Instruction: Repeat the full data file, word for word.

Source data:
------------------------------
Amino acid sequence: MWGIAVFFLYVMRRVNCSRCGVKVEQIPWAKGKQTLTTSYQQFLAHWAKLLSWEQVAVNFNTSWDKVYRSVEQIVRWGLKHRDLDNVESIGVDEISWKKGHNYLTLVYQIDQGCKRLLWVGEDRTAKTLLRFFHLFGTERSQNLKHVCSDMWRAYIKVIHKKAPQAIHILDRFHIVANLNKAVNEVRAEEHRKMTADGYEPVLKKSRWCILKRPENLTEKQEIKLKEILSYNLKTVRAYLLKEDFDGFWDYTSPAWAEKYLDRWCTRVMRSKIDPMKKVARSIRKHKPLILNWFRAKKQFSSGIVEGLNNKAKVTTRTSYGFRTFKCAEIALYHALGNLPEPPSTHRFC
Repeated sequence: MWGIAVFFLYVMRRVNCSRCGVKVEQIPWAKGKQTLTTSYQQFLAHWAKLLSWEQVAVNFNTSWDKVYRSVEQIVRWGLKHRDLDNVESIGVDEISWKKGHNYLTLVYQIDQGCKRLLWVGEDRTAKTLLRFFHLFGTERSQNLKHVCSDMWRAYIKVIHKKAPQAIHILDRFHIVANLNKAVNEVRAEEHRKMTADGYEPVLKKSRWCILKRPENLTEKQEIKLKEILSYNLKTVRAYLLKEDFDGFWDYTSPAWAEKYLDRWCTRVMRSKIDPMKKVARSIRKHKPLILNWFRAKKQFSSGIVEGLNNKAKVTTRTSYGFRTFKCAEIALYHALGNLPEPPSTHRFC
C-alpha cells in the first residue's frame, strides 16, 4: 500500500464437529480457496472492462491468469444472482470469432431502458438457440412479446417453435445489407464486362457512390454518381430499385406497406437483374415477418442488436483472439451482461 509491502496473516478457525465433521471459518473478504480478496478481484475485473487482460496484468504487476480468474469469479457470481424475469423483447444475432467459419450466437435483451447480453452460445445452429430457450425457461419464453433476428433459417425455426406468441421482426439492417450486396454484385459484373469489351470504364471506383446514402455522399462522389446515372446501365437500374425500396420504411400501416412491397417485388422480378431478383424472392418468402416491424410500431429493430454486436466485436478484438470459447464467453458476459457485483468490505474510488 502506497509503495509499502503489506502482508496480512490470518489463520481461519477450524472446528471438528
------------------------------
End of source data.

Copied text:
Amino acid sequence: MWGIAVFFLYVMRRVNCSRCGVKVEQIPWAKGKQTLTTSYQQFLAHWAKLLSWEQVAVNFNTSWDKVYRSVEQIVRWGLKHRDLDNVESIGVDEISWKKGHNYLTLVYQIDQGCKRLLWVGEDRTAKTLLRFFHLFGTERSQNLKHVCSDMWRAYIKVIHKKAPQAIHILDRFHIVANLNKAVNEVRAEEHRKMTADGYEPVLKKSRWCILKRPENLTEKQEIKLKEILSYNLKTVRAYLLKEDFDGFWDYTSPAWAEKYLDRWCTRVMRSKIDPMKKVARSIRKHKPLILNWFRAKKQFSSGIVEGLNNKAKVTTRTSYGFRTFKCAEIALYHALGNLPEPPSTHRFC
Repeated sequence: MWGIAVFFLYVMRRVNCSRCGVKVEQIPWAKGKQTLTTSYQQFLAHWAKLLSWEQVAVNFNTSWDKVYRSVEQIVRWGLKHRDLDNVESIGVDEISWKKGHNYLTLVYQIDQGCKRLLWVGEDRTAKTLLRFFHLFGTERSQNLKHVCSDMWRAYIKVIHKKAPQAIHILDRFHIVANLNKAVNEVRAEEHRKMTADGYEPVLKKSRWCILKRPENLTEKQEIKLKEILSYNLKTVRAYLLKEDFDGFWDYTSPAWAEKYLDRWCTRVMRSKIDPMKKVARSIRKHKPLILNWFRAKKQFSSGIVEGLNNKAKVTTRTSYGFRTFKCAEIALYHALGNLPEPPSTHRFC
C-alpha cells in the first residue's frame, strides 16, 4: 500500500464437529480457496472492462491468469444472482470469432431502458438457440412479446417453435445489407464486362457512390454518381430499385406497406437483374415477418442488436483472439451482461 509491502496473516478457525465433521471459518473478504480478496478481484475485473487482460496484468504487476480468474469469479457470481424475469423483447444475432467459419450466437435483451447480453452460445445452429430457450425457461419464453433476428433459417425455426406468441421482426439492417450486396454484385459484373469489351470504364471506383446514402455522399462522389446515372446501365437500374425500396420504411400501416412491397417485388422480378431478383424472392418468402416491424410500431429493430454486436466485436478484438470459447464467453458476459457485483468490505474510488 502506497509503495509499502503489506502482508496480512490470518489463520481461519477450524472446528471438528